NATO foreign ministers are gathering for a two-day summit in Brussels today, and, as ever, the alliance is divided on whether to let Georgia and Ukraine into the club.
O'Hanlon makes an interesting point about Article V:
"Here's the problem with Article V. It has long been presumed to constitute an implicit threat to use force nearly automatically in the event allies are threatened -- and there is a very real danger that President Saakashvili of Georgia would interpret it that way, feeling even more unbound to challenge Russia once inside the alliance.
But in fact, Article V does not require a military response, and wily characters like Mr. Putin and Mr. Medvedev would likely figure that out. Even if they did not want to challenge us blatantly by overthrowing Mr. Saakashvili in the future, they could quite likely pick future fights with him over borders, or the treatment of minorities, or other such issues -- calculating that American and other alliance leaders would not risk nuclear war over small parts of central Eurasia that few Americans had ever heard of. And they would probably be right."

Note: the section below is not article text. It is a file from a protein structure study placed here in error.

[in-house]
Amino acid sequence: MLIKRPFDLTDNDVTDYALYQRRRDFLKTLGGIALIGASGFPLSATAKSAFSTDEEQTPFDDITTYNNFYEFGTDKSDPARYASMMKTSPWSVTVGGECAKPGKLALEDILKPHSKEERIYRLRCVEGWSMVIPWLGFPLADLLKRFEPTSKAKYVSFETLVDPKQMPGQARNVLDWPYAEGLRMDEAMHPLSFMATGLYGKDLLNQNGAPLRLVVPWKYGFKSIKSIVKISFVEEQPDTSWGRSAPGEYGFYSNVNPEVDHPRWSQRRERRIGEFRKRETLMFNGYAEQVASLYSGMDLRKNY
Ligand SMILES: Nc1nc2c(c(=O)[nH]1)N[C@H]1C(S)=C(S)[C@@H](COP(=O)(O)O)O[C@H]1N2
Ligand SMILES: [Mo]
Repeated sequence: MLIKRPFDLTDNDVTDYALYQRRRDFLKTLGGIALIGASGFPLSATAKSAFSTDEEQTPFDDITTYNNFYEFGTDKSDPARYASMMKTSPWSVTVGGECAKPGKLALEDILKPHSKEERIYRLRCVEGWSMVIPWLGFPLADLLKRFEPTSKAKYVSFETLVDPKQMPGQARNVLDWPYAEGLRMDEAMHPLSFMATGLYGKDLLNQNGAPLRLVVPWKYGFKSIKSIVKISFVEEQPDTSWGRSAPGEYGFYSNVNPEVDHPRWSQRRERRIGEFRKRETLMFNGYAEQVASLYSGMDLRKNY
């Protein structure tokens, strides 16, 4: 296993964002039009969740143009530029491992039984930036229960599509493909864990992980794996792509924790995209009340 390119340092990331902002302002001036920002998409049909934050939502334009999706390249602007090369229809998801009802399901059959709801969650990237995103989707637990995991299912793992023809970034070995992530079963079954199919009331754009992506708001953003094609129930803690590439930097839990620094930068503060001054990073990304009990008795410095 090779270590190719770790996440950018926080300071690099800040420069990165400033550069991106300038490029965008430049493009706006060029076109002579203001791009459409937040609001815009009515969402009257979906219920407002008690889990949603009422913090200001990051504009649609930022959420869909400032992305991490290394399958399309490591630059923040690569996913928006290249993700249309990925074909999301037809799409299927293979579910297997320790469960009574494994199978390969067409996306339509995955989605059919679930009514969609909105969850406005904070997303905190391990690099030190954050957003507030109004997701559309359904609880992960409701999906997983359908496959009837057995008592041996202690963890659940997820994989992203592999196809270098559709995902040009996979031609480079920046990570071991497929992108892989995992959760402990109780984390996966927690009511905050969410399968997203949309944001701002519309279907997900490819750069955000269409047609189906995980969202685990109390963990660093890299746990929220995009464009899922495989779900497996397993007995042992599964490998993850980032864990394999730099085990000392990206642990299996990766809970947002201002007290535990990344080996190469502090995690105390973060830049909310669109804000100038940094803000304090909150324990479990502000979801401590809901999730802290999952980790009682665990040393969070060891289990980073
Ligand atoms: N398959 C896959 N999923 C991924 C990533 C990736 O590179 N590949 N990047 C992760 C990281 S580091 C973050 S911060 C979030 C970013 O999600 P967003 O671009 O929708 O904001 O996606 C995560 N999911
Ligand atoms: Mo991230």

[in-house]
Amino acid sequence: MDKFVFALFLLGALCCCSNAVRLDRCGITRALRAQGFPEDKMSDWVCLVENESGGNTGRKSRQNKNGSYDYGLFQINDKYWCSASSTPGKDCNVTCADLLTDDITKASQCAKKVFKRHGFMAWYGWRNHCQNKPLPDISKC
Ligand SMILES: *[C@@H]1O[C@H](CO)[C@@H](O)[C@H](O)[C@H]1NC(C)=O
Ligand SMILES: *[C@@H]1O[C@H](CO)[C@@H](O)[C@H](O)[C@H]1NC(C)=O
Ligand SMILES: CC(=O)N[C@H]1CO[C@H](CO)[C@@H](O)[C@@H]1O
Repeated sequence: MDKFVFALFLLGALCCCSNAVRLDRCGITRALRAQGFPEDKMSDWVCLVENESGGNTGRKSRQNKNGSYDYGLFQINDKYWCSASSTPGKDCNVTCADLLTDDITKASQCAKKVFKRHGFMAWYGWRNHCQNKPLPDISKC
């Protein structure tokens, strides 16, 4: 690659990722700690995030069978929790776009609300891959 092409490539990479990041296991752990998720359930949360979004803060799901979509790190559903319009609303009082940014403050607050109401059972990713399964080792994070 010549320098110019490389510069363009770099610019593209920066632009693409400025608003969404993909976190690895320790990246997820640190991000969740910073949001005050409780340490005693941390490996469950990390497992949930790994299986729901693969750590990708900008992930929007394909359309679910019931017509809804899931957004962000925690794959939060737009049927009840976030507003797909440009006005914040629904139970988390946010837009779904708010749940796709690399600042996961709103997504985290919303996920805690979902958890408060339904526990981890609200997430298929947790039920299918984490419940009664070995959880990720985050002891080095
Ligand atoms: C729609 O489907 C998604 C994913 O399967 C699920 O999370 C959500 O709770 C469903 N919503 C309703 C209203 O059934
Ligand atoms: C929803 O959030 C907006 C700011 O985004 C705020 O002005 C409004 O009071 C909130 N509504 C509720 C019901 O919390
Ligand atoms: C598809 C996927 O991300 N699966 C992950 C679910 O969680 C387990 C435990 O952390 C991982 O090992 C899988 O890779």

-- Luke Allnutt